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Kristen Rutherford

Kristen Rutherford
Kristen Rutherford, a graduate of Oklahoma City Community College, recently received the Outstanding Graduate Award from the Oklahoma Career and Technical Education Equity Council. Pictured are, from left, Lemuel Bardeguez, OCCC vice president for community and work development; Marcie Mack, Oklahoma Department of Career and Technology Education executive director; Kermit McMurry, Oklahoma State Regents for Higher Education vice chancellor for student affairs; Rutherford; Lisa Brown, OCCC, Career Transitions program director; and Patrick Klein, Oklahoma Department of Human Services chief officer and division director of adult and family services.
Kristen Rutherford, a graduate of Oklahoma City Community College, recently received the Outstanding Graduate Award from the Oklahoma Career and Technical Education Equity Council.

Rutherford was one of 15 Oklahomans and eight Oklahoma businesses and nonprofit organizations honored at the 24th annual Making It Work Day at the Capitol on March 29. Making It Work Day recognizes individuals who are committed to removing barriers to success for single-parent families by providing educational experiences for students beyond the classroom. The ceremony also recognized nontraditional students and members who received national honors for their efforts.

Nine students were recognized from the floor of the Oklahoma House of Representatives, and award presentations to individuals, businesses and organizations were made at a luncheon at the Oklahoma History Center.

When Rutherford arrived at OCCC, she and her children had left a domestic violence situation in another state, said Lisa Brown, director of the OCCC Career Transitions program, who nominated her for the award. At the college, she discovered skills and talents and a hunger for higher education, Brown said.

Rutherford graduated in May 2017 with an associate degree in diversified studies and a certificate of completion in general office. She maintained full-time status for two semesters while working as an intern in the OCCC Communication Lab, Brown said. She was named Outstanding Professional for her work as a tutor and is a member of Phi Theta Kappa.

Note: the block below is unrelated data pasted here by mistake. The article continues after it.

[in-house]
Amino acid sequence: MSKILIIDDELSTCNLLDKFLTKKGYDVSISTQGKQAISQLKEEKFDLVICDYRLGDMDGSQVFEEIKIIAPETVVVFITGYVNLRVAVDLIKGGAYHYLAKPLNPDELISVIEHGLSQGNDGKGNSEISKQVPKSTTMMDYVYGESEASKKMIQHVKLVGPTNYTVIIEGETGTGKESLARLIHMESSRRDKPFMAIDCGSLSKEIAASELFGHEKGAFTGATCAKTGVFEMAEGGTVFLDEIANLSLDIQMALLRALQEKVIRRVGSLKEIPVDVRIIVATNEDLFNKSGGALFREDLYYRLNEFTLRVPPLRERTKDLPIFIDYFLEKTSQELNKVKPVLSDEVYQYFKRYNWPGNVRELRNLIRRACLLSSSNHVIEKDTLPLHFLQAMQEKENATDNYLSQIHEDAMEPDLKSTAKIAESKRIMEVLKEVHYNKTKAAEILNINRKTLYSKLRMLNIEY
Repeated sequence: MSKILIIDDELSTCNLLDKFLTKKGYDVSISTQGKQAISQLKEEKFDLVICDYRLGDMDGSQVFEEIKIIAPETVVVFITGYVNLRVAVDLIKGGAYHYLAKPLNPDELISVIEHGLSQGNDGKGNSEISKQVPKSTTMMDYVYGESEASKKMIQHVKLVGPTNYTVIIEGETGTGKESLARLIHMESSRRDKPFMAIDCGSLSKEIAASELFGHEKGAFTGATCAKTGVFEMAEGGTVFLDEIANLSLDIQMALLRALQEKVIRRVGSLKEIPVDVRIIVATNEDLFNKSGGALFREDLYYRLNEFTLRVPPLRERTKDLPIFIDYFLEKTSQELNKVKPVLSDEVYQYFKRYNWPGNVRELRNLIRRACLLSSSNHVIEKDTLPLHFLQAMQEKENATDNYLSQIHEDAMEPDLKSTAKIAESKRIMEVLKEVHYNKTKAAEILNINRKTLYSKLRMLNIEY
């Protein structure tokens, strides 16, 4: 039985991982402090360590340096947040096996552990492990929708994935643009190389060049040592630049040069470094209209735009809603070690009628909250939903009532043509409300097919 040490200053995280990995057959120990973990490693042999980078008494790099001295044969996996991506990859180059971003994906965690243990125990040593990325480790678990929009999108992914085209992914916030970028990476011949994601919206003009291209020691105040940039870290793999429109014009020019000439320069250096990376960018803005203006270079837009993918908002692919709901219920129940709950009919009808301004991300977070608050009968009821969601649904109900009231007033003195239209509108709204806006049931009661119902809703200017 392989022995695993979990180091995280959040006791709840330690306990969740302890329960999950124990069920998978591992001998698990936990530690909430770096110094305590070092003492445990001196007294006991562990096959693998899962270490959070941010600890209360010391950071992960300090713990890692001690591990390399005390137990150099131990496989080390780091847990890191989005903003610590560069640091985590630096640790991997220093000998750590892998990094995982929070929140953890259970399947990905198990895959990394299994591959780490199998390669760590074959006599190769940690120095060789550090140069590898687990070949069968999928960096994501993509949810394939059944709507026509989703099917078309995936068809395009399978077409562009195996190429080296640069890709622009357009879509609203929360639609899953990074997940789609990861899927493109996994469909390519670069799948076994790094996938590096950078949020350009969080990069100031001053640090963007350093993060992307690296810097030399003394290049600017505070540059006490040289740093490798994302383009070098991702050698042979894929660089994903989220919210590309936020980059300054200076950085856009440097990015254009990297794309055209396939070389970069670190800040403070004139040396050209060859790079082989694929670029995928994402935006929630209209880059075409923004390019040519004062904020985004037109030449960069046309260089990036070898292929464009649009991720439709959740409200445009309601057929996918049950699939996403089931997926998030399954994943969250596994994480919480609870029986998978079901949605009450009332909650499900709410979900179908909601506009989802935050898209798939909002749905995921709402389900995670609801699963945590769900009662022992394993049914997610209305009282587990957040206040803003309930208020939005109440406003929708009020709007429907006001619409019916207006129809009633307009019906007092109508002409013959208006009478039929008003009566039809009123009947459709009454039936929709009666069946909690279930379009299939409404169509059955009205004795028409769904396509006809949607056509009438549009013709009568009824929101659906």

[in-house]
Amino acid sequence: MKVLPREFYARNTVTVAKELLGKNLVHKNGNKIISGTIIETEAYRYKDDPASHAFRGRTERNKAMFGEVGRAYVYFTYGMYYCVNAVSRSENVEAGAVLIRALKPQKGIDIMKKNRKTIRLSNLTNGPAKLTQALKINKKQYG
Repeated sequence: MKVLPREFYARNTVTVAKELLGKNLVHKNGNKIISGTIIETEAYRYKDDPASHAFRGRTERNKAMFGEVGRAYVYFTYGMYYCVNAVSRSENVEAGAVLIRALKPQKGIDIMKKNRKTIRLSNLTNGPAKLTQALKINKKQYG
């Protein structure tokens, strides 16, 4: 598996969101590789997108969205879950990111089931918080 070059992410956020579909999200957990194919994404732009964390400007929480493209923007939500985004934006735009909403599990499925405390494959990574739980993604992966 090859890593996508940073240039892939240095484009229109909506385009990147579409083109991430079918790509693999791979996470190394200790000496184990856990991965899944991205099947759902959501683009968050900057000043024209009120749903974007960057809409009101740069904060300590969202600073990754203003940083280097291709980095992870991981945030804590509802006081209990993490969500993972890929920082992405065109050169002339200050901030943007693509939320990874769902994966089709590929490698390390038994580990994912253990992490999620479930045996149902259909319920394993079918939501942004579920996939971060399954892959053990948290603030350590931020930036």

After graduation, Rutherford enrolled for the fall semester at the University of Central Oklahoma. She continued to work as a writing tutor at Oklahoma State University - Oklahoma City, at the OCCC Communication Lab and in Oklahoma City high schools through the UCO Gear Up program, Brown said.

“Ms. Rutherford continues to return to OCCC and speak with other CT students to encourage, share her story and let them know where she is today,” Brown said. “She always emphasizes that education is important and that her own efforts determined where she succeeded or failed.”

OkCTEEC is affiliated with the administrative division of the Oklahoma Association of Career and Technology Education. The council advocates for students pursuing nontraditional careers and for resources for educating single parents.

“OkCTEEC believes in the phrase, “It takes a village,” and wants to recognize all those who have helped nontraditional students find success. OkCTEEC serves as a unifying council for all personnel serving displaced homemakers, single parents and pregnant women, nontraditional students, at-risk students, teen parents and pregnant teens. The Making It Work Day award ceremony is an event that recognizes and honors all the dedicated and hardworking students, programs and community or business partners that have worked so hard throughout the year to see students’ dreams come to fruition,” said KayTee Niquette, Work Prep and Temporary Assistance for Needy Families coordinator at the Oklahoma Department of Career and Technology Education.

She serves as an adviser for OkCTEEC, along with Lisa French of the Department of Human Services and Gina McPherson of the Oklahoma State Regents for Higher Education.

“Making It Work Day at the Capitol is an opportunity to recognize the success of outstanding students from colleges and career technology centers who contribute to making it work in Oklahoma, as well as those administrators, instructors and community partners who have worked to expand opportunities and improve outcomes through their dedicated and invaluable services,” said Angela Barnes, OkCTEEC president and coordinator of the REACH and REACH4Work program at Oklahoma State University-Oklahoma City. “It is a great day to let our state leaders, legislators and Oklahomans see the faces of those who go over and beyond at making a difference in our state.

“Oklahoma Career and Technical Education Equity Council is an organization devoted to equity in education and employment for disadvantaged groups. It is about providing real-life experiences for our students, developing leaders and maintaining relationships within communities.”

OkCTEEC’s purposes include promoting and supporting career and technology education, increasing its effectiveness, promoting research in the field and in educational equity, developing leadership and advocating for equity and diversity.

For more information about OkCTEEC, visit For more information about the Oklahoma Department of Career and Technology Education, visit

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